Our data is in danger. Since the election, hundreds of scientists, librarians, academics, and technologists have formed a digital bucket brigade, archiving climate and environmental web sites and data sets that might get scrubbed by the Trump Administration. This isn’t an exaggeration: Facts that don’t support the administration’s views are already in the crosshairs. Bills were recently introduced in Congress that would prohibit the Department of Housing and Urban Development from maintaining its database on community racial disparities. Content about the connection between greenhouse gas emissions and climate change has already begun disappearing from the EPA website. And the US Department of Agriculture recently pulled down reports on animal welfare.
Last week, New Orleans held an event to preview three datasets on policing they plan to open to the general public (use of force, 911 calls for service with arrival times included, and field interview cards). At the event, city officials worked with a group of young coders to build apps powered by this newly unlocked data.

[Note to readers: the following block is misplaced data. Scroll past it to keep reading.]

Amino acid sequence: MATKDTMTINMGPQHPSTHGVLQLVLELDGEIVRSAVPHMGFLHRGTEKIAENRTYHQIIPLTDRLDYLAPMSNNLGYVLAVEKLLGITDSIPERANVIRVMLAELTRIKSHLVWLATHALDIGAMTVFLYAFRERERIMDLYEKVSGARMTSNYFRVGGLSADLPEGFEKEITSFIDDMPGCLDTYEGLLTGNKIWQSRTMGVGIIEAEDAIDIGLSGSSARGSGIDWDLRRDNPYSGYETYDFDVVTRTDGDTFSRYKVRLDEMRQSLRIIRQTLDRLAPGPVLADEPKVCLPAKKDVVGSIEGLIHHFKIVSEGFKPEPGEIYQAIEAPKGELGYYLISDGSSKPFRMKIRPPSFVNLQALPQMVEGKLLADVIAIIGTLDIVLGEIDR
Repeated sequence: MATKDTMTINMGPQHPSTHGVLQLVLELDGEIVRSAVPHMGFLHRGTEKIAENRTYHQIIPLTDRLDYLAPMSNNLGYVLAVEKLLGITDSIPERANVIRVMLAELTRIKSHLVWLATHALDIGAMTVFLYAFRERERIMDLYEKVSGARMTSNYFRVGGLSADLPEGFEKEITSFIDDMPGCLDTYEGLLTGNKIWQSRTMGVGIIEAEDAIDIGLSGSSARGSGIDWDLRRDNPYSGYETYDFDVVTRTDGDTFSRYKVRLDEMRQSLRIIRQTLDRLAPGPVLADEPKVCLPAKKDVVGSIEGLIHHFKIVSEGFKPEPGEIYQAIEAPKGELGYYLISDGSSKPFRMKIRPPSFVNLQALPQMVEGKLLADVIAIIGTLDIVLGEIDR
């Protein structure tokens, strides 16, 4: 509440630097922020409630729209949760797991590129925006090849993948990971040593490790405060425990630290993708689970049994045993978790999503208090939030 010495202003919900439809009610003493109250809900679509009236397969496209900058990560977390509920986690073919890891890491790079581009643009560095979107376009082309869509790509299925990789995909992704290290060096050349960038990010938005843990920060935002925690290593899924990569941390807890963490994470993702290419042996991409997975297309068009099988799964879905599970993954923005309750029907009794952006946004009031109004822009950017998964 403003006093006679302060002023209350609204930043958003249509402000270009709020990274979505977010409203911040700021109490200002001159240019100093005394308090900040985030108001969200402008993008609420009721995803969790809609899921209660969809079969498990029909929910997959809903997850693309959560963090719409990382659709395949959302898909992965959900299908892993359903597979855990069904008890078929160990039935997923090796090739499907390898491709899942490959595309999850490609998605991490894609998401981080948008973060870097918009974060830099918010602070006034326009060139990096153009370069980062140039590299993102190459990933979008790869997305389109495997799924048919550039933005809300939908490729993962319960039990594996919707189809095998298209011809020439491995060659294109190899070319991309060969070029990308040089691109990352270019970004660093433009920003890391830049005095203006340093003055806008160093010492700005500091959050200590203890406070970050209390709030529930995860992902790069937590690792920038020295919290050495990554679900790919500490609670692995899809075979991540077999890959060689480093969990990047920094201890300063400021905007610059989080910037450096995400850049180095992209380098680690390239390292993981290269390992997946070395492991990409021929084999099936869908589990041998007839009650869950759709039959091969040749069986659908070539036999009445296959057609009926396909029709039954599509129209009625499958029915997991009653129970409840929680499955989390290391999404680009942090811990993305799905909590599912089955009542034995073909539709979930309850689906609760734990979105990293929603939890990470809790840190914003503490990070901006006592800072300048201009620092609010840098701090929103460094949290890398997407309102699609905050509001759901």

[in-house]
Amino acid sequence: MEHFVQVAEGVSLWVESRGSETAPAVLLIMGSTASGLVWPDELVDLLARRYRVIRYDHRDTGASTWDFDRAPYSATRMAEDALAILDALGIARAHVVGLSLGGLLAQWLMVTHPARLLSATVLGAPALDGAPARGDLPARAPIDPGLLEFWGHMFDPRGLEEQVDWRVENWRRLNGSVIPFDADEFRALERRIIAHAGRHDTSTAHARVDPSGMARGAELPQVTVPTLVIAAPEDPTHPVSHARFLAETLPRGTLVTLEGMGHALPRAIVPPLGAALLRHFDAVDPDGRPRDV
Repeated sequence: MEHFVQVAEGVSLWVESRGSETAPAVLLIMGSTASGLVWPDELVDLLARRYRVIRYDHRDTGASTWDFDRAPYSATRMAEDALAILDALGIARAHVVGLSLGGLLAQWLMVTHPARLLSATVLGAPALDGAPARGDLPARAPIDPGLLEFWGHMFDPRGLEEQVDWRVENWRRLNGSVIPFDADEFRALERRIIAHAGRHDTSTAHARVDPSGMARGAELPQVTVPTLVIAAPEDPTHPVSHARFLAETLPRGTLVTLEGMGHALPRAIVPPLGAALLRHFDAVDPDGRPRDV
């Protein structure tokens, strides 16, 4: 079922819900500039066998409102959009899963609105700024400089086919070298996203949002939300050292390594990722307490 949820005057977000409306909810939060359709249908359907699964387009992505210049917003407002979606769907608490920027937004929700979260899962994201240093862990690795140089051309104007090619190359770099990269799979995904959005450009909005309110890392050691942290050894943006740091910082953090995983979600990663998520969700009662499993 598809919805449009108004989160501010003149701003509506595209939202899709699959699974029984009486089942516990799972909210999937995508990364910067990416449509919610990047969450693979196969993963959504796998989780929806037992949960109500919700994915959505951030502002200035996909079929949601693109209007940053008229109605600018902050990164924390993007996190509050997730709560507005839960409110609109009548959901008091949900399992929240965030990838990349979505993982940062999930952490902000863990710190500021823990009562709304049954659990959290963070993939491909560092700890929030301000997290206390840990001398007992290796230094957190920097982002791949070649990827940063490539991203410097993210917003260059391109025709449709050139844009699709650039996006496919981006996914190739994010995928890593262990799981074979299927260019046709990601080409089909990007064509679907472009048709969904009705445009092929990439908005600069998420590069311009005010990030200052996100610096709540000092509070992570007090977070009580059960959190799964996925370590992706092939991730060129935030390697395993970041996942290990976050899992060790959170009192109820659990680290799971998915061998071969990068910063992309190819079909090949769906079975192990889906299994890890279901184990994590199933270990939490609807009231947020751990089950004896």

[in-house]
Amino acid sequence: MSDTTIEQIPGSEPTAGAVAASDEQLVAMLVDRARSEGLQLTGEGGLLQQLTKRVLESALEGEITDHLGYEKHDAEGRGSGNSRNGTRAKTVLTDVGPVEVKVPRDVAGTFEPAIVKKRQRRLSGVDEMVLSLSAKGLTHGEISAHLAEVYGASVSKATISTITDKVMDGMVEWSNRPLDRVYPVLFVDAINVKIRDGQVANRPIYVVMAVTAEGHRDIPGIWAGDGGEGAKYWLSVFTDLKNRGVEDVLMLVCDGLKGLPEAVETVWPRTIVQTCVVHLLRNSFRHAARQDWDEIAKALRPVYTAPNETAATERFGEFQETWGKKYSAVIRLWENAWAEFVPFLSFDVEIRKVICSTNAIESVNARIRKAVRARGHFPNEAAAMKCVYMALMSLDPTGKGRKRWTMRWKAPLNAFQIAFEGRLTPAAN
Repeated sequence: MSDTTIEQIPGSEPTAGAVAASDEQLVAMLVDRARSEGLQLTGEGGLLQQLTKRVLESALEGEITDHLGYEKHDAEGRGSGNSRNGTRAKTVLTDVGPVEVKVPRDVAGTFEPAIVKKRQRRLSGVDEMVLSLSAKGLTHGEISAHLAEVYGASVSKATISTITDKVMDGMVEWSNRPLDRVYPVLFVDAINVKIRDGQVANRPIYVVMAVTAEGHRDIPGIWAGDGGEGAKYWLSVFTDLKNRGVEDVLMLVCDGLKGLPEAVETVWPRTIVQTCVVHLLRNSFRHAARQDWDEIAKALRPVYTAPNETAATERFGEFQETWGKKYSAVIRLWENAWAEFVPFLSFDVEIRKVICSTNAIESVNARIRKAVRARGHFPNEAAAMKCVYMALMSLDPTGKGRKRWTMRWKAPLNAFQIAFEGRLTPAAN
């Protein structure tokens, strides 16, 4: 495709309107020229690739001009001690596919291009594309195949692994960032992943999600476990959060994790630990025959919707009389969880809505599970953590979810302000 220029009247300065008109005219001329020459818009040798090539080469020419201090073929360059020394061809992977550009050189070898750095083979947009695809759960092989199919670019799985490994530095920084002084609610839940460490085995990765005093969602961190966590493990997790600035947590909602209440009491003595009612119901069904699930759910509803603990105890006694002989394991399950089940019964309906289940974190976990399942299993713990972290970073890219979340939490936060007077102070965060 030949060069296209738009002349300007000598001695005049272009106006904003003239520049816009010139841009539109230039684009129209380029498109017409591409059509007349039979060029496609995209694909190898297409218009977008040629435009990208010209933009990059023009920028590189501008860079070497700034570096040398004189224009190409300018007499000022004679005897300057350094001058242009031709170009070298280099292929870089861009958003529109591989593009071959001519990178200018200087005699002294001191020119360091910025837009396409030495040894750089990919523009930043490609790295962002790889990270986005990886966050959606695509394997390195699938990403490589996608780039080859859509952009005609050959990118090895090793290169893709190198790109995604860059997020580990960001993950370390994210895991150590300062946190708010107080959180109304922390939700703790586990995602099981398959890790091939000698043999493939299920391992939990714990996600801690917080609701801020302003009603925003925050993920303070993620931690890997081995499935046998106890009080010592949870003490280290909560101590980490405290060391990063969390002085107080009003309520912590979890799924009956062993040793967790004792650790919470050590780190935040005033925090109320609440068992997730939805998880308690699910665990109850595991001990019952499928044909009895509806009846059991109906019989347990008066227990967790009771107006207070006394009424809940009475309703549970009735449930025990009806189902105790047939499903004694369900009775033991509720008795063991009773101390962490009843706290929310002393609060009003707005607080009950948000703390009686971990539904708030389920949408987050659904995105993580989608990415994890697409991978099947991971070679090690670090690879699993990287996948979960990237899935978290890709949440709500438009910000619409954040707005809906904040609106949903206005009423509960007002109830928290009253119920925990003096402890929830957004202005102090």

Read more in this White House Office of Science Technology & Policy blog post by Denice Ross and U.S. Chief Data Scientist DJ Patil…
Rising ninth-grader Demond Fortenberry opened his first city data set: “Use of Force” records created by the Public Integrity Bureau at the New Orleans Police Department. As part of a three-day event engaging youth to build apps on top of soon-to-be released policing data sets, he was one of the first New Orleanians to ever see these records.
The story of eight years of progress toward open data in New Orleans, and how using a lean startup approach with the Code for America team to develop a thin, lightweight, public-facing app influenced the data architecture of the city’s enterprise land management application.
Christian Madera interviews Kurt Metzger (Data Driven Detroit), Denice Ross (Greater New Orleans Community Data Center) and Amy Liu (Brookings).
“When it comes to making cities better, accurate and abundant data are powerful tools. In New Orleans and Detroit, which share many challenges — including vacant property and high crime and poverty — open data can help citizens improve their communities, officials strategize for effective change, and foundations and developers identify investment opportunities.”